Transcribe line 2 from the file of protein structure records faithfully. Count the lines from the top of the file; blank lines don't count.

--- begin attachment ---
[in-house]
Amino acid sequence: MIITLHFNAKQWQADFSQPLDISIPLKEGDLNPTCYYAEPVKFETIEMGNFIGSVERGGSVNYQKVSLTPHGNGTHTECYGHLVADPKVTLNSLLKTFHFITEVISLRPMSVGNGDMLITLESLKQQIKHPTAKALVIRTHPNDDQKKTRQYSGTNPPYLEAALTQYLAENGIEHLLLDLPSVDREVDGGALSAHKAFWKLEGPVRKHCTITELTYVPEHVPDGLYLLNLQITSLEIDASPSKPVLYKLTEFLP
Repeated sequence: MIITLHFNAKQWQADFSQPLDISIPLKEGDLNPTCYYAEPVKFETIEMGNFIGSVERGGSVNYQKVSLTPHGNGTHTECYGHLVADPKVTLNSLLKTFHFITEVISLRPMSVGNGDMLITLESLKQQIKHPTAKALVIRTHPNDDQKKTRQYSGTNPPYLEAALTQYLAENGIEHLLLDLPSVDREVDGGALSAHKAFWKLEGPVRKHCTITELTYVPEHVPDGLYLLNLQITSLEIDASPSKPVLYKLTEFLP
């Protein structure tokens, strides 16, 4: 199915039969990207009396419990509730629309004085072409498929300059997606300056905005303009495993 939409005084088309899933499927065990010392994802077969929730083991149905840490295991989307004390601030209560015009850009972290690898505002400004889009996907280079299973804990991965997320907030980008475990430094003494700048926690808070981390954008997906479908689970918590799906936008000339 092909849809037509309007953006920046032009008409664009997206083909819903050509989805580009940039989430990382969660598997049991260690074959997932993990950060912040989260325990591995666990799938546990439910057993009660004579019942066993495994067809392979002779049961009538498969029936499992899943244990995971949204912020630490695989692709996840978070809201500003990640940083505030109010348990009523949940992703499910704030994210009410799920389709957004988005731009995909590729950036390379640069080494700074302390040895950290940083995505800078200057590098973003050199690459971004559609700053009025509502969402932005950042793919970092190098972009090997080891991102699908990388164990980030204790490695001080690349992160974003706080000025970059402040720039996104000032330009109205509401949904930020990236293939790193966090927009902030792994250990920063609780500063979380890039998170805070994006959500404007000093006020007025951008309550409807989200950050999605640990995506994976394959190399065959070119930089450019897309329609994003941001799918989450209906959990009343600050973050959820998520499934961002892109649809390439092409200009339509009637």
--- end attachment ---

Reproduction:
Amino acid sequence: MIITLHFNAKQWQADFSQPLDISIPLKEGDLNPTCYYAEPVKFETIEMGNFIGSVERGGSVNYQKVSLTPHGNGTHTECYGHLVADPKVTLNSLLKTFHFITEVISLRPMSVGNGDMLITLESLKQQIKHPTAKALVIRTHPNDDQKKTRQYSGTNPPYLEAALTQYLAENGIEHLLLDLPSVDREVDGGALSAHKAFWKLEGPVRKHCTITELTYVPEHVPDGLYLLNLQITSLEIDASPSKPVLYKLTEFLP